Often referred to as the ‘new Spain’, Turkey offers some great property prices and all the benefits of its Mediterranean location, minus the effects of the strong euro, which have led to decreased levels of demand in other more traditional locations over recent months. Tourism in Turkey has risen dramatically over the last few years, with predictions that it will reach just under 30 million visitors in 2009. This will ensure that demand for quality rental properties in the popular tourist areas will continue to outstrip supply, making rental yields very lucrative.

Clare Nessling, Conti’s Operations Director, says: “We’re receiving a lot of enquiries about Turkey and it’s not hard to see why. A healthy tourism industry, cheaper house prices and rising demand for rental properties have all contributed to its popularity of late. These factors, combined with low interest rates and the fact that it’s out of the eurozone has made it increasingly attractive, as well as more affordable, for UK buyers.”

According to Conti, Bodrum is a particular hotspot, with many British investors snapping up small coastal apartments which they can use for their own holidays, but also rent out easily to others. Many developers are offering guaranteed rentals, which is working as a real incentive to those considering a purchase.  But there has also been an increase in the number of people buying more expensive villas, especially in areas such as Fethiye, and those investing in multiple properties in the prime coastal areas. Turkey truly has mass appeal.

With accessibility being a key factor too, Turkey has a wide choice of airports and is extremely well served by flights from the UK, with easyJet recently announcing the launch of three new flights from London Gatwick to the country’s most popular regions of Bodrum and Dalaman.

The country is also growing in popularity as a retirement destination, with many being lured by the warmer climate, lower costs of living, and excellent property value. And because it has avoided the effects of the strong euro, which has eaten into the pensions and savings of retirees in countries such as Spain, France and Portugal in recent months, it’s simply a more cost effective location at the moment.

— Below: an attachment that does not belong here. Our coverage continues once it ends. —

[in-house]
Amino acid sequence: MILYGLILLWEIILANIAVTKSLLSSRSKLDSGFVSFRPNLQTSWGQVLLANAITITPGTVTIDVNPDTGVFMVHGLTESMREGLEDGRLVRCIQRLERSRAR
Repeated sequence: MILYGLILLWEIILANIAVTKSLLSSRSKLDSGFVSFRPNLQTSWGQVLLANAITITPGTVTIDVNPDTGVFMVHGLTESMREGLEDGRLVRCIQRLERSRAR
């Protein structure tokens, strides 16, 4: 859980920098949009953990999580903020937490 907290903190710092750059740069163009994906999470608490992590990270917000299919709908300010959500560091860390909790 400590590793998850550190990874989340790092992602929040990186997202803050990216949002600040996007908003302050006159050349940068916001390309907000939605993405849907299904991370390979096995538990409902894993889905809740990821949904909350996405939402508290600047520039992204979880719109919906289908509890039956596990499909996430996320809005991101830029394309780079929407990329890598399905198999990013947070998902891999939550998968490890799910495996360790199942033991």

Overseas Mortgages

Conti provides finance for purchasing holiday homes, investment and retirement properties in more than 45 countries, and re-financing for any purpose in 15 of those countries. Rates for mortgages in Turkey start from as little 4.80%.

All mortgage applications are processed and underwritten by Conti’s teams of specialists, who know the exact mortgage application requirements for each overseas lender. It can also ensure that clients are put in touch with specialists in the country in question, to enable then to comply fully with planning and legal conditions and assist with currency exchange.


Is Property in Turkey Still Popular?

Has the global financial crisis put paid to the success of Turkey’s emerging property market? No says the majority of professional opinion!

Published on Wednesday, January 14th, 2009 - from shelteroffshore.com

It’s hard to know when one nation’s property market has fallen out of favour these days as the global financial crisis envelopes country after country and apparently leaves no nation’s economy untarnished. So is property in Turkey still popular or has the market boomed and gone bust?

This question is being asked by Brits, Russians, Germans and other Europeans who were well aware that Turkey’s appeal was rising fast, but who are now confused about where the future prospects for the country’s economic forecasts lie.

Well, if you listen to the economic experts then Turkey is still a sound bet, if you listen to the real estate analysts then Turkish property is still a viable investment, and if you follow the path of the high end real estate developers and designers, you can see that actually yes, Turkey’s is still an incredibly exciting market to consider. In this article we look at why property in Turkey is still popular, and where some of the best pockets of property are for sale.